Euclid - Online edition

Eucalyptus apiculata

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Narrow-leaved mallee ash


Eucalyptus | Eucalyptus | Eucalyptus | Strictae | Irregulares

Eucalyptus apiculata R.T.Baker & H.G.Sm., Research Eucalypts 198 (1902).

T: Berrima, NSW, 10 May 1899, J.J.Fletcher s.n.; syn: K, NSW; Mittagong, NSW, 29 July 1901, J.J.Hook 108; syn: K.

E. laophila L.A.S.Johnson & Blaxell, Telopea 4: 256 (1991). T: NSW, Central Tablelands, Wolgan Gap, 12 April 1953, L.A.S.Johnson s.n.; holo: NSW 27182.

Slender mallee to 6 m tall. Forming a lignotuber.
Bark smooth, cream, grey, brown or green.
Juvenile growth (coppice or field seedlings to 50 cm): stem rounded or slightly square in cross-section, scabrid on lower internodes; juvenile leaves opposite, sessile and amplexicaul for 3 or 4 nodes, then alternate, petiolate, narrowly lanceolate to linear, to 16 cm long, 0.8–2 cm wide, base tapering, glossy, dark green.
Adult leaves alternate, petiole 0.3–1 cm long; blade narrowly falcate to lanceolate to linear, 3.5–11 cm long, 0.3–0.7 cm wide, base tapering evenly to petiole, margin entire, concolorous, glossy, green, venation very acute or side-veins obscure, sparsely reticulate, intramarginal vein well removed from margin, oil glands island.
Inflorescence axillary unbranched, peduncles 0.5–1 cm long, buds 7 per umbel, pedicels 0.3–0.6 cm long. Mature buds obovoid, 0.5–0.8 cm long, 0.4 cm wide, warty, scar absent, operculum conical and apiculate, stamens irregularly flexed, anthers reniform to cordate, versatile, dorsifixed, dehiscing by confluent slits, style long, locules 3 or 4, the placentae each with 2 vertical ovule rows. Flowers white.
Fruit on pedicels 0.2–0.6 cm long, cup-shaped, urceolate, or barrel-shaped, 0.7–1.0 cm long, 0.6–1 cm wide, disc descending, valves 3 or 4, enclosed.
Seeds pale to mid brown, 1–1.8 mm long, pyramidal or obliquely pyramidal, dorsal surface smooth, hilum terminal.

Cultivated seedlings (measured at ca node 10): cotyledons reniform; stems rounded to square in cross-section, densely warty (feel scabrid); leaves sessile, opposite, discolorous, elliptic and held horizontally for lowest ca 4 or 5 nodes, then becoming petiolate, alternate, narrowly lanceolate, 6.5–16 cm long, 0.8–2.2 m wide, base tapering, concolorous, glossy, green.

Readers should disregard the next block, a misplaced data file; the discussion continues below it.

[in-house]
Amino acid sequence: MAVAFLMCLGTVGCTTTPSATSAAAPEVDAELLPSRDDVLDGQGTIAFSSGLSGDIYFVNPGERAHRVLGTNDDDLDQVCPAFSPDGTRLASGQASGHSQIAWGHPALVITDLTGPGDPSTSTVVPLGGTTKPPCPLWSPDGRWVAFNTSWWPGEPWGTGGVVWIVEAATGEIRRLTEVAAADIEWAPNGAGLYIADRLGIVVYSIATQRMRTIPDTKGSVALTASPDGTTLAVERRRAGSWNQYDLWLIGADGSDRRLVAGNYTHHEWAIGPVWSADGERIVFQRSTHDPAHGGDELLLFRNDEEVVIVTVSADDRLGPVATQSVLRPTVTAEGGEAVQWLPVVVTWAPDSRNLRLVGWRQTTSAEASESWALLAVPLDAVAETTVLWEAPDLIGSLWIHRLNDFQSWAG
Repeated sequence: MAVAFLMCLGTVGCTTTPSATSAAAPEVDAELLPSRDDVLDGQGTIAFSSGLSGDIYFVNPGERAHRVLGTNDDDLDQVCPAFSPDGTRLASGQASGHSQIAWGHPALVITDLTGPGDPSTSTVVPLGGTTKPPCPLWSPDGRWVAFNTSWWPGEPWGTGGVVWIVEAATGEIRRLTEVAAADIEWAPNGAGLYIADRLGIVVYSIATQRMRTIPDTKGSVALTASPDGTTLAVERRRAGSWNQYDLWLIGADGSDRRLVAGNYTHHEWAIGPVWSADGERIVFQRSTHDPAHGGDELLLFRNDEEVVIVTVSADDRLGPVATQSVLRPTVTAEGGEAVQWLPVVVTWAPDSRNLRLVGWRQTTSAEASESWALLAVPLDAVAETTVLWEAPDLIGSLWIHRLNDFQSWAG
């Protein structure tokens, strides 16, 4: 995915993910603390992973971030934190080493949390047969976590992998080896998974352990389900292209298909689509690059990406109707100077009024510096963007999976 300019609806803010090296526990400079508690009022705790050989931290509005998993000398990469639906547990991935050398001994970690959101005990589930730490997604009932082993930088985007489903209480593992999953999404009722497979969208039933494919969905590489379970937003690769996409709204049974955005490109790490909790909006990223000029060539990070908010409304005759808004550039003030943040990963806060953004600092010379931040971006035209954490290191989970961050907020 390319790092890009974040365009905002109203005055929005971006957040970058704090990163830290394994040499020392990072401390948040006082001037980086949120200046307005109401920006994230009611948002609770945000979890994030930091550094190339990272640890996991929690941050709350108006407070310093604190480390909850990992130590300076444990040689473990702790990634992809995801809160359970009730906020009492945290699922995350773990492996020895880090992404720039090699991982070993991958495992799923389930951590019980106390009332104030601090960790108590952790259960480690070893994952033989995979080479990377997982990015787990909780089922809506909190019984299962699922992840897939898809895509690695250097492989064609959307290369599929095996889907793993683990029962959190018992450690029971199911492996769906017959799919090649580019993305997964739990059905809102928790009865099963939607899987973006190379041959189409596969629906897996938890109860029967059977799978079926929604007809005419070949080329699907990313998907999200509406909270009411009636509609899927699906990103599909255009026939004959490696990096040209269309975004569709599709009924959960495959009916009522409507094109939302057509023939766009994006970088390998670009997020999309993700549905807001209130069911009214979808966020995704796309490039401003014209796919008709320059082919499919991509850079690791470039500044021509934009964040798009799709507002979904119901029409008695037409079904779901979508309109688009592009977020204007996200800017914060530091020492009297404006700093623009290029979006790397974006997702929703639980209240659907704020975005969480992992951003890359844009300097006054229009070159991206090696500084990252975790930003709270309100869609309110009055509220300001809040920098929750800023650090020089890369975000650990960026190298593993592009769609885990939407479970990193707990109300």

Flowering Time

Flowering has been recorded in January, March, October and December.


A green-leaved mallee ash endemic to New South Wales, of the Central Tablelands on sandstone-derived soils from east of Rylstone south to Berrima.

E. apiculata has linear leaves which distinguish it from E. stricta, which has narrowly lanceolate leaves, and clearly from E. burgessiana, which has lanceolate leaves. The green-leaved mallee ashes grade into each other in leaf dimensions, and each of the three species recognised here, E. apiculata (leaves to 0.7 cm wide), E. stricta (leaves to 1.6 cm wide) and E. burgessiana (leaves to 2.5 cm wide), have synonyms that reflect this gradient but are scarcely applicable taxonomically.

Eucalyptus apiculata belongs in Eucalyptus subgenus Eucalyptus section Eucalyptus series Strictae, because of a combination of characters: mallee habit with smooth bark, alternate, green juvenile leaves, adult leaves held erect and with acute side-veins and little or no visible reticulation, single axillary inflorescences, the buds in clusters of sevens, with buds having only one operculum and reniform anthers, ovules in 2 rows, and ± pyramidal seeds. Within series Strictae, E. apiculata is one of six closely related species all with leaf oil glands that are irregular in outline (subseries Irregulares ); the others are E. dendromorpha (a partly rough-barked tree with clavate buds in sevens); E. triflora (a small ± smooth-barked tree with oblong buds in threes or sevens); E. stricta and E. burgessiana, which differ as described above; and E. langleyi, which has angular branchlets and adult leaves to 5 cm wide.

E. laophila, based on the data presented by Hill & Johnson (1991), scarcely differs from E. apiculata, overlapping almost completely in adult leaf, bud and fruit dimensions. We therefore place it in synonymy.

Origin of Name
Eucalyptus apiculata: Latin apiculatus, apiculate, ending abruptly in a point, referring to the leaves.
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